There is no better demonstration of the British love for an eccentric challenge than the well-trodden route between Land’s End and John O’Groats.
The journey between what are almost the two farthest-flung points of the British mainland serves to illustrate both the nation’s long, skinny shape – 837 miles in a country where it’s impossible to be more than 70 miles from the sea – and also our collective love of a bizarre quest.
The first recorded walking of the whole distance took place in 1871 and, since then, it has been done on everything from bikes to skateboards to lawnmowers to at least one traverse by JCB. In an outright win for toughness, the route has even been swum, adventurer Sean Conway spending 135 days covering the 900 mile route around the coast in 2013.
Driving is definitely the easy way, but although there have been some blisteringly quick private runs, the inability to close roads or evade prosecution means there are no official records in excess of the official speed limits.
Our mission is subtly different and grander in ambition: to race the sun rather than the clock. The aim is to show that the journey can still be a proper adventure without getting arrested, and even in a vehicle as unlikely as the Skoda Karoq. A mid-sized diesel-powered crossover might not seem like the most obvious choice for a rapid end-to-end run, but this is a journey where comfort and fuel range are far more important than outright pace. It’s also the perfect opportunity to introduce what’s likely to become one of Skoda’s biggest sellers to the UK.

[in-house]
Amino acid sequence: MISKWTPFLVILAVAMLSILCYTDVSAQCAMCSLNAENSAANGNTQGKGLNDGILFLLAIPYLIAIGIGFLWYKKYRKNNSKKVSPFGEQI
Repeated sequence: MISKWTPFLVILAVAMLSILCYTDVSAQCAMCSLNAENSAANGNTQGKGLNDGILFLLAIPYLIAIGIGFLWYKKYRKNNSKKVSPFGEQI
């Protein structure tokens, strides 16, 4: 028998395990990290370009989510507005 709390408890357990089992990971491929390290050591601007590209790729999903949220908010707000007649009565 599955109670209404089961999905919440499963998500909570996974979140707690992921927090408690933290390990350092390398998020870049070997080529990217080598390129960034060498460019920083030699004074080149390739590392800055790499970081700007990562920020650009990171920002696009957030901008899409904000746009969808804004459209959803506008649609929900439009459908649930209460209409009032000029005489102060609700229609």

The plan is to leave John O’Groats as the sun sets and reach Land’s End before first light the next day, a north-to-south run giving us fractionally more night. Attempting it in mid- December would have been too easy, but choosing the night of 1-2 February gives an almost perfectly balanced challenge, with 14 hours and 44 minutes of night for a journey that, Google reckons, will take 14 hours and 56 minutes with no traffic delays.
Time isn’t the only challenge. The weather is determined to have a say, too. Snow is falling as I drive the Karoq north to meet snapper Stan Papior at Inverness airport, and by the time we reach the Seaview Hotel at John O’Groats, the TV forecasters are standing next to maps covered in huge arrows and warning of an approaching Arctic front. The wind is already topping the gale scale, blowing hard enough to make it hard to stand upright.